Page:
Can Genes for Youth Violence be Moderated by the Environment?
Research over the last decade has shown that youth violence is not wholly a function of genes.
In The Biology of Belief(Mountain of Love, 2005), Bruce Lipton Ph.D claims that epigenetic research in the last decade has established that ”DNA blueprints passed down through genes are not set in concrete at birth.” The belief that heredity is destiny is being eroded by new research showing the impact environmental factors have on genetic blueprint.
A new study linking teen destructiveness and delinquency with genetic variations also suggests that delinquent dispositions can be changed or moderated by environmental factors such as family, friends, church and school.
Genetic Expression and Youth Violence
study of 1100 adolescent boys in grades 7-12 makes a direct link between genetic variations and teen delinquency.
Examining three gene variations affecting neurotransmitters in the brain that regulate behavior such as aggression and motivation, researchers asked the inevitable questions: Why are some teens with genetic disposition to violence able to resist delinquency? What role do environmental factors play in the genetic expression of delinquency?
Gang Guo, a sociologist at the Carolina Center for Genomic Studies at the University of North Carolina- Chapel Hill, studied boys with 3 genetic variations and delinquent behavior, and then cross-referenced the results of his study with environmental variables such as church attendance, repeating a grade, being popular at school or eating dinner every night with family.
The conclusion was that positive family and environmental influences reduced the negative effect of the variant genes. However, a lack of positive influences amplified their negative effects.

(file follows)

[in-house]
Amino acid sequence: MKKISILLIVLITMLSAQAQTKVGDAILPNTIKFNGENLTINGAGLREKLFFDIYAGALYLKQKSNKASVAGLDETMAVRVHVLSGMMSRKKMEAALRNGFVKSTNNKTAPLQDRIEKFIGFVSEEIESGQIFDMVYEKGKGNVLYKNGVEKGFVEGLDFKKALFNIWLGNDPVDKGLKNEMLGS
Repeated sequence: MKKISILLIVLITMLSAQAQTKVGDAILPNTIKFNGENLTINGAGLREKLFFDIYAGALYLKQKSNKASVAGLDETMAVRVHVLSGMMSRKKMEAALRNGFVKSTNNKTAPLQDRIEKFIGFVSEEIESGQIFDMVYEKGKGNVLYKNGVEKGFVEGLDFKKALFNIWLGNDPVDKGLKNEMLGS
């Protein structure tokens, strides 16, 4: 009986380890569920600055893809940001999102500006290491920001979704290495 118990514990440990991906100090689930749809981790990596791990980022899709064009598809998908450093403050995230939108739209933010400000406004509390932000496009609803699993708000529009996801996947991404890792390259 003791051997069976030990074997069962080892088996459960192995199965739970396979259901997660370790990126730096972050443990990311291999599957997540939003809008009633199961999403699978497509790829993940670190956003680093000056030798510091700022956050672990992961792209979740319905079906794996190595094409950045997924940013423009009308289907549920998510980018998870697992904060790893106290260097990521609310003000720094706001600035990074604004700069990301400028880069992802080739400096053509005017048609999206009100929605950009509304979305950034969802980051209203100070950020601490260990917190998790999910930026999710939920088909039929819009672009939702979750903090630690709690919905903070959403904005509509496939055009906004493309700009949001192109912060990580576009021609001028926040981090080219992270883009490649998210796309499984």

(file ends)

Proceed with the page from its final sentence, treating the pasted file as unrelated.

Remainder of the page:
One example of moderation in genetic expression is found in boys with a genetic variable called DTD2. Researchers found that environmental influences such as having a daily family dinner with one or both parents seemed to have a profound leveling effect on this risky gene variant.
Another example found that repeating a grade in school intensified the genetic variation called MAOA-R2, causing boys to become seriously involved with anti-social conduct.
Environment can Moderate the Genes for Youth Violence
A second study completed at Northeastern University suggests that environmental factors such as Church and community involvement protected boys and girls from delinquency and crime.
Examining data from 1400 teenagers who lived in an upper middle class suburban neighborhood, researchers tabulated the relationships found among social controls, family bonds, church and community involvement and delinquent conduct.
Involvement with extracurricular activities after school, community and Church seemed to offer significant protection for both male and female teenagers from serious delinquent activities such as fighting, carrying a weapon or violent acts.
However, it did not protect them from risky behavior such as drinking, smoking or drunk driving. How young people felt about their school also had a profound impact on their actions. Those who viewed the academic environment in a positive way tended to be less involved with anti-social behavior.
Research on genetic expression and youth violence is not only enlightening but empowering. Knowing that one is not slave to genetic destiny allows one to make the most positive lifestyle and parenting choices for self and children.Genes disposing youth towards violence can be moderated by environmental factors such as positive family and social influences.
Courtesy of Suite 101 writer Mary Desaulniers
When is the behavior of your teen so reprehensible that you would consider calling the police?
What is clearly criminal behavior? What is delinquent behavior? Is there a difference between the two? How do you tell the difference?